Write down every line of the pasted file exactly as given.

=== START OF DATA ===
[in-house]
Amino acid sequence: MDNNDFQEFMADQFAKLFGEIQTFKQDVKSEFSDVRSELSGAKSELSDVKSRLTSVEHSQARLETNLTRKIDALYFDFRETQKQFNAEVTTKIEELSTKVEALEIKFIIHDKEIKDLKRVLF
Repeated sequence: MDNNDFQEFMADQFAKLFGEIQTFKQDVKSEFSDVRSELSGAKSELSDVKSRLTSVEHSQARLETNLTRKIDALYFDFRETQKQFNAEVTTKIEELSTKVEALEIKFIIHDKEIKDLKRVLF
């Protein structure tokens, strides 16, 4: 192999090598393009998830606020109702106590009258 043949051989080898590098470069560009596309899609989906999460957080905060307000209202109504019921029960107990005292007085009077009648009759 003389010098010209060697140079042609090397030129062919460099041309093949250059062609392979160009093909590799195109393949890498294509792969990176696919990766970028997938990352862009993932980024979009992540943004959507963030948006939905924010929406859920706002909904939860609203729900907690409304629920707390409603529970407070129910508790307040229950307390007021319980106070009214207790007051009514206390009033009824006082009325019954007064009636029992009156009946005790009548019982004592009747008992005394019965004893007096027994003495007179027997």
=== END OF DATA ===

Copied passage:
[in-house]
Amino acid sequence: MDNNDFQEFMADQFAKLFGEIQTFKQDVKSEFSDVRSELSGAKSELSDVKSRLTSVEHSQARLETNLTRKIDALYFDFRETQKQFNAEVTTKIEELSTKVEALEIKFIIHDKEIKDLKRVLF
Repeated sequence: MDNNDFQEFMADQFAKLFGEIQTFKQDVKSEFSDVRSELSGAKSELSDVKSRLTSVEHSQARLETNLTRKIDALYFDFRETQKQFNAEVTTKIEELSTKVEALEIKFIIHDKEIKDLKRVLF
């Protein structure tokens, strides 16, 4: 192999090598393009998830606020109702106590009258 043949051989080898590098470069560009596309899609989906999460957080905060307000209202109504019921029960107990005292007085009077009648009759 003389010098010209060697140079042609090397030129062919460099041309093949250059062609392979160009093909590799195109393949890498294509792969990176696919990766970028997938990352862009993932980024979009992540943004959507963030948006939905924010929406859920706002909904939860609203729900907690409304629920707390409603529970407070129910508790307040229950307390007021319980106070009214207790007051009514206390009033009824006082009325019954007064009636029992009156009946005790009548019982004592009747008992005394019965004893007096027994003495007179027997």